Across the healthcare and life sciences ecosystem, there is intense interest in how generative AI will change the way the industry operates and delivers for patients.
Every corner of the industry will be touched by this revolutionary technology—look no further than the fact that some medical schools are offering AI education in their programs.
For me, the rise of widely available generative AI, and the inevitable conversations around how AI will impact the industry, has provided me both excitement and apprehension.
Excitement because, in my 30 years of working with healthcare organizations to digitally transform, it feels like many of the promises of AI we’ve been waiting so long for are finally becoming real: generative AI stands to deliver efficiencies and value from the operating room to the administrative offices in ways that will improve the patient experience and make our healthcare dollars go farther.
Apprehension because, like many in the industry, I’m keenly aware of the damage that can be done with technology if it is not deployed with a focus on ethics, openness, and shared vision.
In this article, I’ll share a few prime uses cases I see for generative AI in the HLS industry, with a particular eye toward administrative processes that often get overlooked amid the (understandable) excitement around clinical applications. But I’ll also share a few necessary steps we must all take as a healthcare community to ensure we approach generative AI safely and ethically.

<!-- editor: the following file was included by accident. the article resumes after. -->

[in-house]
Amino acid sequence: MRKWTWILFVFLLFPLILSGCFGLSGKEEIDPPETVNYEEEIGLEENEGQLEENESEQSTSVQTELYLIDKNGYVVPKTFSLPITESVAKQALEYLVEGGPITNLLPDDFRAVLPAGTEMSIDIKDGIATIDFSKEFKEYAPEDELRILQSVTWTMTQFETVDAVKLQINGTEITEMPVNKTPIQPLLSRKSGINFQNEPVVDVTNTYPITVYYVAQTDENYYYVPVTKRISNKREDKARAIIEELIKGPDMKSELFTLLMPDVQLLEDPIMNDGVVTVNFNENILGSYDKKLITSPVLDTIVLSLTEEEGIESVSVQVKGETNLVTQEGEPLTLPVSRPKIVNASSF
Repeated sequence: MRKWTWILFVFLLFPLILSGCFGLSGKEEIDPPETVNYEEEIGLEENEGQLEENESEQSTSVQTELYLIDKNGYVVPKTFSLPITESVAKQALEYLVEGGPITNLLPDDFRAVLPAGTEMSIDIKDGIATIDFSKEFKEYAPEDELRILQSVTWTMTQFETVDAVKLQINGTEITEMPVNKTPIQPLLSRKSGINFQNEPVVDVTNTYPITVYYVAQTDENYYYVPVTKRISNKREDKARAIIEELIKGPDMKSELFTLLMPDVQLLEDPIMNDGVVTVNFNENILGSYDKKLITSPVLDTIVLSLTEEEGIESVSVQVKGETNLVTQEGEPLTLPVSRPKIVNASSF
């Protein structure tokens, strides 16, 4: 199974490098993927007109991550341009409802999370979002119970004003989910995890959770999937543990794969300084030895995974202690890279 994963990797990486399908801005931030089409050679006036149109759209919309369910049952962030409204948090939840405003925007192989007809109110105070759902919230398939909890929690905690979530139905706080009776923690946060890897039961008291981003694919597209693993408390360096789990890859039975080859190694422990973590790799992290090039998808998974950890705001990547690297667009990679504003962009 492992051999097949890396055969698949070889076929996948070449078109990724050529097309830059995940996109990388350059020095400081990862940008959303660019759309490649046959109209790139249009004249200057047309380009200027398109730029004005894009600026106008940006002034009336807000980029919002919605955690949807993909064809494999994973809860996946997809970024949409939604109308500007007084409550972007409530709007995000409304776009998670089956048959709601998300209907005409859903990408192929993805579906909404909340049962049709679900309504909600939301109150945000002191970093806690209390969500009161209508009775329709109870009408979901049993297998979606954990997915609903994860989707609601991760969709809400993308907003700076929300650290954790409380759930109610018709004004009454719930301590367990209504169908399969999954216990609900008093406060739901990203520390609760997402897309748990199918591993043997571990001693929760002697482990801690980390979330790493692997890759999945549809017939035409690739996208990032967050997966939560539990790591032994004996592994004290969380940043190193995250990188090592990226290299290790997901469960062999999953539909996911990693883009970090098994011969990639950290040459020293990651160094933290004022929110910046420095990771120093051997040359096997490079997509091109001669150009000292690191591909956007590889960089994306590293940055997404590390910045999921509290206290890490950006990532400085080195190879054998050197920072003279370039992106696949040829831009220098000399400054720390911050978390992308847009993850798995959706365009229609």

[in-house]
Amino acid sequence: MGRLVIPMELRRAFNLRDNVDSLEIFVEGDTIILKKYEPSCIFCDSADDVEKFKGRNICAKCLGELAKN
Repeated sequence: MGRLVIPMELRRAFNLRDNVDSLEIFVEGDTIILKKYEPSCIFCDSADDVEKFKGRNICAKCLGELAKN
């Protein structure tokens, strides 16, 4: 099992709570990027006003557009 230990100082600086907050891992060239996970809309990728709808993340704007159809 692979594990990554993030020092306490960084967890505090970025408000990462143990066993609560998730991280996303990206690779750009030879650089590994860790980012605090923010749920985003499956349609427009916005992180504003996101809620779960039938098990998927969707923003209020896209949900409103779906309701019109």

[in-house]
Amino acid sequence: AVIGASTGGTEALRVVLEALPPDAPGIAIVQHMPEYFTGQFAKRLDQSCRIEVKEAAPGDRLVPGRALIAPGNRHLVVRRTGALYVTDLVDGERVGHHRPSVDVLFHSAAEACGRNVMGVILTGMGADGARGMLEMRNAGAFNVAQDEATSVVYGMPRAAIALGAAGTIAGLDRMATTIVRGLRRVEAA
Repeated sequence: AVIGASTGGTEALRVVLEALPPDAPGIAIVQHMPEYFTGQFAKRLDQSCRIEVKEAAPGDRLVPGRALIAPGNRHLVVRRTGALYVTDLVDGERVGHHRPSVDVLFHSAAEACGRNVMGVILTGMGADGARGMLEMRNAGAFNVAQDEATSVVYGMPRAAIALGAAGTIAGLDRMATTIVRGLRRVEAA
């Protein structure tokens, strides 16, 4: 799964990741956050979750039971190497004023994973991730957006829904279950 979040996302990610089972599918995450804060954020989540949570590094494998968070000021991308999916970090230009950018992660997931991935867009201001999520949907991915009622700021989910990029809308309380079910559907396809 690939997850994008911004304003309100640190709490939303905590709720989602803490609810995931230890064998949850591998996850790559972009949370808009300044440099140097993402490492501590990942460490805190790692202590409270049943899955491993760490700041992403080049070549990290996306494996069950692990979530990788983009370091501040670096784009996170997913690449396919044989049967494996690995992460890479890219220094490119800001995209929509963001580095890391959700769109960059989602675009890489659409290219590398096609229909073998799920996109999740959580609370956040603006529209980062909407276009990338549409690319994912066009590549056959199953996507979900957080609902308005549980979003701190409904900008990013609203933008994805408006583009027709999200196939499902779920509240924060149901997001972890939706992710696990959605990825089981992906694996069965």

The Revolution is here…
By its nature, generative AI offers unprecedented opportunities to gain efficiencies and apply predictive intelligence by generating data, content, or information based on patterns and learning from historical examples. Whether to support clinical care, research and development efforts, or various administrative services across the ecosystem – gen AI has the power to revolutionize how this industry operates. Regardless of the segment across the healthcare landscape, how we leverage generative AI will inherently lead to bridging the gaps across the fragmented workstreams, disparate data, and siloed operations that hinder us today. Now, let's look at some examples of how generative AI can assist with reshaping the healthcare landscape from an administrative lens across provider organizations, payer entities, and the life sciences space.
Strained Workforce: Instead of viewing gen AI as a threat to jobs, we should embrace its ability to alleviate unnecessary burdens on an already overtaxed and fatigued workforce.
During the COVID-19 pandemic, healthcare providers were faced with unprecedented challenges that forced them to perform tasks outside their typical roles and skillsets. While this was a necessity at the time due to limited staff and evolving pandemic protocols, some of these non-essential tasks still burden healthcare professionals three years later. This prolonged strain contributes to workforce vulnerability, increasing the risk of burnout and staff resignations. Let’s take revenue cycle management professionals as an example, gen AI can help ease the strain in this space by giving a much-needed assist to time-intensive tasks such as suggesting appropriate codes based on the patient’s diagnosis and treatment helping to improve coding accuracy.